Rapid Fire Feb. 14, 2013: Finmeccanica Under Friendly Fire from Former Italian Premier

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* In the wake of Giuseppe Orsi’s arrest last Tuesday, Finmeccanica’s board appointed COO/CFO Alessandro Pansa as the company’s CEO. At least until a board meeting coming in April, as the Italian government may want to pump new blood at the head. The matter is taking a political turn, with former prime minister Berlusconi going on TV to defend the paying of “commissions” in countries that are “not full democracies” if you want to close deals. With friends like these… Finmeccanica | FT | Bloomberg | Il Sole 24 Ore [in Italian] | Il Fatto Quotidiano [in Italian, with surreal video]. * In a release recapping their acquisition of AW-101 helicopters from Finmeccanica’s subsidiary AgustaWestland, the Indian government confirmed that it had “put on hold all further payments to Agusta Westland.” Since Mr Berlusconi may pull off a surprise electoral comeback in forthcoming elections in Italy, imagine then the awkwardness of his first meeting with Indian officials. In the meantime, the Times of India writes that documents filed in an Italian court point to bogus software and engineering contracts as the vehicles for the alleged kickbacks. * Congressman Duncan Hunter [R-CA, HASC member], has a point in an interview with […]

* In the wake of Giuseppe Orsi’s arrest last Tuesday, Finmeccanica’s board appointed COO/CFO Alessandro Pansa as the company’s CEO. At least until a board meeting coming in April, as the Italian government may want to pump new blood at the head. The matter is taking a political turn, with former prime minister Berlusconi going on TV to defend the paying of “commissions” in countries that are “not full democracies” if you want to close deals. With friends like these… Finmeccanica | FT | Bloomberg | Il Sole 24 Ore [in Italian] | Il Fatto Quotidiano [in Italian, with surreal video].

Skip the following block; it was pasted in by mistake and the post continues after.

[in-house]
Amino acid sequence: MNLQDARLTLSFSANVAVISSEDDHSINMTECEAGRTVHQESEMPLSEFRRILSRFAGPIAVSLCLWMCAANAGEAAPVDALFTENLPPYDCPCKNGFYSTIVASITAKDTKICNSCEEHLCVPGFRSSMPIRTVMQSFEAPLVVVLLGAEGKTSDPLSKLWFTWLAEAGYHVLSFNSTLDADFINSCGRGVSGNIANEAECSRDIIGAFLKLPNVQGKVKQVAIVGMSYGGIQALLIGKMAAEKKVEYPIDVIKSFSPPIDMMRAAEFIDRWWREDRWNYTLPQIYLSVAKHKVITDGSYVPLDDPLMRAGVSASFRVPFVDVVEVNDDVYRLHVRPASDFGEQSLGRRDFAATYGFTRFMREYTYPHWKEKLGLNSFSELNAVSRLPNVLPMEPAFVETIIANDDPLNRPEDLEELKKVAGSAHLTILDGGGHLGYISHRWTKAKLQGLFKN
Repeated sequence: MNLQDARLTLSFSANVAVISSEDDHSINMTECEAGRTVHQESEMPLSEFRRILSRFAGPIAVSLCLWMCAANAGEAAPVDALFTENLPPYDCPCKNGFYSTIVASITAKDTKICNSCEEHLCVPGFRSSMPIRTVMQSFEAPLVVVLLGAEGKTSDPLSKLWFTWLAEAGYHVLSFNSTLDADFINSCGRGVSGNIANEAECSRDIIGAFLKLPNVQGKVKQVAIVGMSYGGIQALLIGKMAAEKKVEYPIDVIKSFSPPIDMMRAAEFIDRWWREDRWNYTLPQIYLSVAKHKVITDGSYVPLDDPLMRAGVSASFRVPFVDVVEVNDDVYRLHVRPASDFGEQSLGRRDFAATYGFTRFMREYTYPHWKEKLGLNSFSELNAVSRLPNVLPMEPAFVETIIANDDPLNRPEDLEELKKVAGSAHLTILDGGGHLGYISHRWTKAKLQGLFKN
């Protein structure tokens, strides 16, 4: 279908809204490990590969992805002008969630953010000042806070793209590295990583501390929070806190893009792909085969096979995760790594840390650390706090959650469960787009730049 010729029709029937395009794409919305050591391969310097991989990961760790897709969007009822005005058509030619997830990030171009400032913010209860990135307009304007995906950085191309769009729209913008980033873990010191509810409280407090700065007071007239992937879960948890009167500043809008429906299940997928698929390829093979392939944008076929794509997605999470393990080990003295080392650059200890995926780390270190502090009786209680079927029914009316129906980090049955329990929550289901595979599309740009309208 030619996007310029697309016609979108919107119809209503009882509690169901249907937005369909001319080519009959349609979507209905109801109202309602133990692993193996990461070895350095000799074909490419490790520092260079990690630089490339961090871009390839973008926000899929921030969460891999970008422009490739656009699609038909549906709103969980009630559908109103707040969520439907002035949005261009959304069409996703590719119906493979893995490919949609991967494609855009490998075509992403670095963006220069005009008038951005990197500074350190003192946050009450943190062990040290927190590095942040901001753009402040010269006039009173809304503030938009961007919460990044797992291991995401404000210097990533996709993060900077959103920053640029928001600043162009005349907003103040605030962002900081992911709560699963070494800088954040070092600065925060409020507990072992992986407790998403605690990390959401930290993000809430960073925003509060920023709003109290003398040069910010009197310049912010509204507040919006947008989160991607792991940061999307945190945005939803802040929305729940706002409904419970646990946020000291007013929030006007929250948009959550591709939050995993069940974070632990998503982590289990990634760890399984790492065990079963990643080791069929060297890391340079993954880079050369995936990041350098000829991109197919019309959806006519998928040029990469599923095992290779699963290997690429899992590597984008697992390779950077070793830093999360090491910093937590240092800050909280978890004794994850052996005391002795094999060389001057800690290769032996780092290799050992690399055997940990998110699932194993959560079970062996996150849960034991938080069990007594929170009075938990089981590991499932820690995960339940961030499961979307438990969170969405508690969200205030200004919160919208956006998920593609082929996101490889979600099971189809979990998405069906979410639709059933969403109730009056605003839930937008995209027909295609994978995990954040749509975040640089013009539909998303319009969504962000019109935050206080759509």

* In a release recapping their acquisition of AW-101 helicopters from Finmeccanica’s subsidiary AgustaWestland, the Indian government confirmed that it had “put on hold all further payments to Agusta Westland.” Since Mr Berlusconi may pull off a surprise electoral comeback in forthcoming elections in Italy, imagine then the awkwardness of his first meeting with Indian officials. In the meantime, the Times of India writes that documents filed in an Italian court point to bogus software and engineering contracts as the vehicles for the alleged kickbacks.

* Congressman Duncan Hunter [R-CA, HASC member], has a point in an interview with Politico, on how Pentagon officials have been handling their pre-sequestration communication:

“[A]ll the sudden, even though it’s been a slow-moving train wreck, Ash Carter and the service chiefs are on Capitol Hill screaming fire.”

* Shelby C. Janes, a former civilian employee at Marine Corps Logistics Base Albany (MCLB), GA, pleaded guilty to receiving bribes in exchange for letting another person steal heavy equipment worth $1M from the base, says the US DoJ. An investigation for theft by employees at MCLB started in April last year (presumably these are the same perpetrators). Update: another case at the same base.

* With DARPA’s Vanishing Programmable Resources (VAPR) industry day happening today, the research agency posted more details on their requirements and expectations. Last year they already demonstrated transient electronics that dissolve in water so bidders will have to come up with new techniques.

* France’s DGA procurement agency posted its 2012 report [PDF, in French]. Their “upstream” research spending was stable at 725 million euros (about $970M), as were their payments on ongoing programs at almost 11 billion euros ($14.7B). New spending commitments however dropped to 6.4 billion euros, the lowest amount in 5 years.

* In a new paper [PDF] by the federally-funded but autonomous German Institute for International and Security Affairs:

“NATO’s Afghanistan strategy is based on assumed developments that, until today, have largely not taken place. Regarding the operational qualities of the ANSF and the governance performance of Karzai’s government, the litmus test will be the 2014 presidential elections.”

* Israel’s military recently opened a cyber-defense center staffed with 20 people, reports the Jerusalem Post. Since it is said to operate 24/7, that should presumably translate to 6/7 people manning it at any given time, unless they’re expected to work double shifts.

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